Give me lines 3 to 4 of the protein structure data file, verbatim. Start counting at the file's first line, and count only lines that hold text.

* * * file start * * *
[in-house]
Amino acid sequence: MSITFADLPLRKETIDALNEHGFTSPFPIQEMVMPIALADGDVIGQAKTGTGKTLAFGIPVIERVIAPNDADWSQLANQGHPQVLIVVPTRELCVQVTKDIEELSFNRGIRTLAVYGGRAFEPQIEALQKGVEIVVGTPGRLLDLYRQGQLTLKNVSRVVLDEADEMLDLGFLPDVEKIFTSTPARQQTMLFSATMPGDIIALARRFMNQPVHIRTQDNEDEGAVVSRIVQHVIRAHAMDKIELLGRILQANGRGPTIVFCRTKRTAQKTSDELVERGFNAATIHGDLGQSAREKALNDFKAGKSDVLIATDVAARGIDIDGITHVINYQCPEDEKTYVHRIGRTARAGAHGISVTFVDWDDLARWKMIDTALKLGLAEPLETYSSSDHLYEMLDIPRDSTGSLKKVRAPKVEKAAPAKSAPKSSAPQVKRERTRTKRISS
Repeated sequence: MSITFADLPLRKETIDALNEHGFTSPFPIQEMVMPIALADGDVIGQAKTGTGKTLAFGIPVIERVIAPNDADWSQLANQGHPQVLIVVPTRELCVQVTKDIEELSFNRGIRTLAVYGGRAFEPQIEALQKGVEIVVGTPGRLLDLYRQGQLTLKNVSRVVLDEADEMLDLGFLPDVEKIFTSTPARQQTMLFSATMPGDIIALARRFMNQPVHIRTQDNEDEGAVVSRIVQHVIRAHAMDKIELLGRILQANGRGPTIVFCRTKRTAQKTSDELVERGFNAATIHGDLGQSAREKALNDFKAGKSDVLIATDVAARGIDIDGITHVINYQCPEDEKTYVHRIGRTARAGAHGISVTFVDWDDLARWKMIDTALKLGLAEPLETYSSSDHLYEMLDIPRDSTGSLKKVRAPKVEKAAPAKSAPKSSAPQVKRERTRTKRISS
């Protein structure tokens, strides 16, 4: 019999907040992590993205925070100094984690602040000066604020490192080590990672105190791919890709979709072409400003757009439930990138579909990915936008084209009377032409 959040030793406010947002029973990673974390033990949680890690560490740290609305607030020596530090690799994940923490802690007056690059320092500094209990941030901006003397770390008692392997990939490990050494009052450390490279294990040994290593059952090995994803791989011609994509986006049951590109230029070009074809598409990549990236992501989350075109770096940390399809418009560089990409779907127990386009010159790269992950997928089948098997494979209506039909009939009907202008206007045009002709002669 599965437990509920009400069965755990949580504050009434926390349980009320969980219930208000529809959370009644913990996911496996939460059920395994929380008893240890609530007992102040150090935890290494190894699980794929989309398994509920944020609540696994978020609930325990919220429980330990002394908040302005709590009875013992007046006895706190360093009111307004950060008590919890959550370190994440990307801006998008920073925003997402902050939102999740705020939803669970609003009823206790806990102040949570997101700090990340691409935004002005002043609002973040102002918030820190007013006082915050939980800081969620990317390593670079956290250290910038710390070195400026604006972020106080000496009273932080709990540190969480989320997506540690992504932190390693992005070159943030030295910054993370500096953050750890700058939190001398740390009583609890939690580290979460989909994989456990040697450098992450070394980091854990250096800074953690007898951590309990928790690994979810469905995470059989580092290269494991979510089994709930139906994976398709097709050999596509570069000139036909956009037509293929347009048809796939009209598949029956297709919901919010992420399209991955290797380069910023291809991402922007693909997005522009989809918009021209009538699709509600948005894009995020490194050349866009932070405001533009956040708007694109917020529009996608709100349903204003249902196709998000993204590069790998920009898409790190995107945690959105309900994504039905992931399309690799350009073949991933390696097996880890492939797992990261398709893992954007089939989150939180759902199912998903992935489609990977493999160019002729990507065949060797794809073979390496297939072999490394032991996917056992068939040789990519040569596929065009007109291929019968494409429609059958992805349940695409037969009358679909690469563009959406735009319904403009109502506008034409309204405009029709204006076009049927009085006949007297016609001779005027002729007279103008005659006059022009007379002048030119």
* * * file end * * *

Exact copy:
Repeated sequence: MSITFADLPLRKETIDALNEHGFTSPFPIQEMVMPIALADGDVIGQAKTGTGKTLAFGIPVIERVIAPNDADWSQLANQGHPQVLIVVPTRELCVQVTKDIEELSFNRGIRTLAVYGGRAFEPQIEALQKGVEIVVGTPGRLLDLYRQGQLTLKNVSRVVLDEADEMLDLGFLPDVEKIFTSTPARQQTMLFSATMPGDIIALARRFMNQPVHIRTQDNEDEGAVVSRIVQHVIRAHAMDKIELLGRILQANGRGPTIVFCRTKRTAQKTSDELVERGFNAATIHGDLGQSAREKALNDFKAGKSDVLIATDVAARGIDIDGITHVINYQCPEDEKTYVHRIGRTARAGAHGISVTFVDWDDLARWKMIDTALKLGLAEPLETYSSSDHLYEMLDIPRDSTGSLKKVRAPKVEKAAPAKSAPKSSAPQVKRERTRTKRISS
């Protein structure tokens, strides 16, 4: 019999907040992590993205925070100094984690602040000066604020490192080590990672105190791919890709979709072409400003757009439930990138579909990915936008084209009377032409 959040030793406010947002029973990673974390033990949680890690560490740290609305607030020596530090690799994940923490802690007056690059320092500094209990941030901006003397770390008692392997990939490990050494009052450390490279294990040994290593059952090995994803791989011609994509986006049951590109230029070009074809598409990549990236992501989350075109770096940390399809418009560089990409779907127990386009010159790269992950997928089948098997494979209506039909009939009907202008206007045009002709002669 599965437990509920009400069965755990949580504050009434926390349980009320969980219930208000529809959370009644913990996911496996939460059920395994929380008893240890609530007992102040150090935890290494190894699980794929989309398994509920944020609540696994978020609930325990919220429980330990002394908040302005709590009875013992007046006895706190360093009111307004950060008590919890959550370190994440990307801006998008920073925003997402902050939102999740705020939803669970609003009823206790806990102040949570997101700090990340691409935004002005002043609002973040102002918030820190007013006082915050939980800081969620990317390593670079956290250290910038710390070195400026604006972020106080000496009273932080709990540190969480989320997506540690992504932190390693992005070159943030030295910054993370500096953050750890700058939190001398740390009583609890939690580290979460989909994989456990040697450098992450070394980091854990250096800074953690007898951590309990928790690994979810469905995470059989580092290269494991979510089994709930139906994976398709097709050999596509570069000139036909956009037509293929347009048809796939009209598949029956297709919901919010992420399209991955290797380069910023291809991402922007693909997005522009989809918009021209009538699709509600948005894009995020490194050349866009932070405001533009956040708007694109917020529009996608709100349903204003249902196709998000993204590069790998920009898409790190995107945690959105309900994504039905992931399309690799350009073949991933390696097996880890492939797992990261398709893992954007089939989150939180759902199912998903992935489609990977493999160019002729990507065949060797794809073979390496297939072999490394032991996917056992068939040789990519040569596929065009007109291929019968494409429609059958992805349940695409037969009358679909690469563009959406735009319904403009109502506008034409309204405009029709204006076009049927009085006949007297016609001779005027002729007279103008005659006059022009007379002048030119």